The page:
Even a schedule isn’t necessary; just a bookshelf.  Each morning—mornings are best for this kind of work—take the book at the left, sit down with it, and go through it, either page-by-page or marker-by-marker (tape flags for target pages).  If it takes more than one session, put it back at the left, and continue the next morning.  When done with a book, put it at the end of the line.  When it gets over-familiar (i.e., “thoroughly learned” or “boring”), refile the book to its normal storage place, or get rid of it.  Possibly, write an essay or summary in your own words.  This [reviewing] could be virtually painless, if I can remember to do it each day.  It’s just a minor tweak of some of my usual practices.

Tape flags seem an important, actually, a crucial part of the system.  After reading and highlighting a book, put it on the shelf.  First time reviewing, add tape flags to each page with highlighting that you’ll want to revisit every time.  When a page is “learned,” remove the flag.  When all flags are gone, you’re done—write the essay/summary.  (I can see some essays going begging.)

What about languages?  Languages really need to be tackled daily, or don’t bother.  The language book could be permanently at the left end of the study shelf.

The point is not penance or self-torture; the point is to make better use of my very real efforts to learn things.  To work smarter, not harder.  And “smarter” here means “more systematically,” with a system that’s painless, not labor-intensive.

Now the question is, what to study?  German, Chinese, or hieroglyphics, or none?  German or nothing—the others are “play.” i.e., I have no hope of coming within a parsec of fluency.  It’s not at all obvious how I should study German, however.  The method applicable to the other books doesn’t seem suitable.  Maybe the Remarque novel; learn the unfamiliar vocabulary page-by-page.  Read a page over and over again, until no lookups are needed.  I don’t have a textbook.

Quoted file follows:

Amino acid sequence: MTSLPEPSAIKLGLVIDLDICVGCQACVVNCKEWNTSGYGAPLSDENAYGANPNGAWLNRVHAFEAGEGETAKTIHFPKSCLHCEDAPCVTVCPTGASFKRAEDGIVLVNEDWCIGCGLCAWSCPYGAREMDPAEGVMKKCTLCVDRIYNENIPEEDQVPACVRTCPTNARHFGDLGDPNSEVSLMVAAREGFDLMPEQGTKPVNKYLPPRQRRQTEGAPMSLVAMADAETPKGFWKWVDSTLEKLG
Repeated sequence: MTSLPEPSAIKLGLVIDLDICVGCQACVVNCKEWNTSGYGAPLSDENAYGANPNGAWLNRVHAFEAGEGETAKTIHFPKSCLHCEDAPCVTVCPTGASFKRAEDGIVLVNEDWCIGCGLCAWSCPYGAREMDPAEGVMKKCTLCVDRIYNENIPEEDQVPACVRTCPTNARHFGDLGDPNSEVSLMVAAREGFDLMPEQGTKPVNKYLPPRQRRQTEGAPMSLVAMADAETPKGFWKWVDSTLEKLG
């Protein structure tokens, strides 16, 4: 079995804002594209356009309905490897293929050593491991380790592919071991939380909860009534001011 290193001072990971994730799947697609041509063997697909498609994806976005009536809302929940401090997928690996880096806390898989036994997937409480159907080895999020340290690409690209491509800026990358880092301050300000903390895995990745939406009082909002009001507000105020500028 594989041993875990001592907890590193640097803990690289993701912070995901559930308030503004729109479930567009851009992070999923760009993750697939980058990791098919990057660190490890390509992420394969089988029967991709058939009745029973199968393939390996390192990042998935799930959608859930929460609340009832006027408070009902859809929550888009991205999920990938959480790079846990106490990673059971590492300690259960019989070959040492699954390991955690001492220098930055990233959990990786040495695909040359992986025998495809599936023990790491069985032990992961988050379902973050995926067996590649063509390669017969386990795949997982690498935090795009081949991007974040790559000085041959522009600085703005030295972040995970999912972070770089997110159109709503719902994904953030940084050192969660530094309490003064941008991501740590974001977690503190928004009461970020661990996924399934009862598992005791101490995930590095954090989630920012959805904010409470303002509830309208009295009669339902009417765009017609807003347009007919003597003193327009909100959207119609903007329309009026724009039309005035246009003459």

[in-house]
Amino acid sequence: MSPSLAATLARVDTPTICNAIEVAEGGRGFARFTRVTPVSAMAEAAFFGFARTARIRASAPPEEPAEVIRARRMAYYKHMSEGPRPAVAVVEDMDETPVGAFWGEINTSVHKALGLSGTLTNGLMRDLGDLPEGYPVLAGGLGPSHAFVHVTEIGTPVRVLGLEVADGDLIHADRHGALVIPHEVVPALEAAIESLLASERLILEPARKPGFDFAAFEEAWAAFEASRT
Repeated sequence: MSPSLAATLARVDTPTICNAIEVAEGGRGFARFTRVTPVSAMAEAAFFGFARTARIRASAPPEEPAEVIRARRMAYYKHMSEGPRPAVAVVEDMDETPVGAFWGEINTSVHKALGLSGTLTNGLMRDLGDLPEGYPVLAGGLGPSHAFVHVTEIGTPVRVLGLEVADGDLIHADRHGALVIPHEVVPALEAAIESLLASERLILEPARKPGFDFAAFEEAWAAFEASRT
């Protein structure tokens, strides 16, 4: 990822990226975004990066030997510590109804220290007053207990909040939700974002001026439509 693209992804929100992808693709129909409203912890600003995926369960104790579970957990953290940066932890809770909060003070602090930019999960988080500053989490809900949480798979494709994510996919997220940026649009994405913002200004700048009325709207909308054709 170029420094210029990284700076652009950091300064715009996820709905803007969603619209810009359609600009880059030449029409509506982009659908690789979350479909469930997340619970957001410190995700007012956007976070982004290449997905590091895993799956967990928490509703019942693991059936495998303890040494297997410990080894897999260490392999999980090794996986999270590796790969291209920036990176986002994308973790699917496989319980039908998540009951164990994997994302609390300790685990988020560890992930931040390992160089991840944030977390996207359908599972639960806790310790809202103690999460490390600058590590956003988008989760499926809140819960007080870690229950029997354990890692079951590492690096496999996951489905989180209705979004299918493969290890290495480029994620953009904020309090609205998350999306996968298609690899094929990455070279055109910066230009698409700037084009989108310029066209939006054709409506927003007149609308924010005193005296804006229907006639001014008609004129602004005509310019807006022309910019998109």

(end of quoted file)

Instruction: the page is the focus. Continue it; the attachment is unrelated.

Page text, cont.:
A philosophy book, a neuroscience book, and a self-help book.  Philosophy should be The Faith of a Heretic, because it’s foundational for my philosophy.  Rorty’s Consequences of Pragmatism would also be good, at least the “Introduction.”  Lost Connections, The Willpower Instinct, and The Bullet Journal Method, my self-mastery trio, two of which include some neuroscience.  That’s six books, but the German I’ll be reviewing every day.  So, any particular book gets reviewed every fifth day unless it requires more than one day for review.

The goal is to be able to speak fluently on these books, and to apply their lessons or knowledge to my life.

This idea is exciting.

Two paragraphs from the “Introduction” to Walden: A Fully Annotated Edition, by Henry Thoreau, Jeffrey S. Cramer (ed.), Yale University Press, New Haven and London, 2004:

“It was the poet’s business, he explained in a Journal entry on 19 August 1851, to be ‘continually watching the moods of his mind, as the astronomer watches the aspects of the heavens. What might we not expect from a long life faithfully spent in this wise?… As travellers go around the world and report natural objects and phenomena, so faithfully let another stay at home and report the phenomena of his own life.’

“It must be remembered, however, that Walden is not strict autobiography but a literary work in which Thoreau takes liberties for the sake of the artistic integrity of the mythic life he is creating. Differentiating between his actual life and his ideal life, Thoreau wrote to Harrison Gray Otis Blake on 27 March 1848: ‘My actual life is a fact in view of which I have no occasion to congratulate myself, but for my faith and aspiration I have respect. It is from these that I speak.’” p. xviii.

Finished my first review, The Bullet Journal Method.  I did not add any tape flags to the two that were already present.  Mostly the review just made me want to read the book again, but I’m not going to do that.  It’s clear, however, that this method is most suitable to books I’ve read very recently.  I presume that this will sort itself out as I continue cycling books through “the shelf.”  I’m going to leave the German for tomorrow (or likely Monday, since tomorrow has the Hemlock Club in the morning).

Copyright 2021 by Alan Carl Nicoll
All Rights Reserved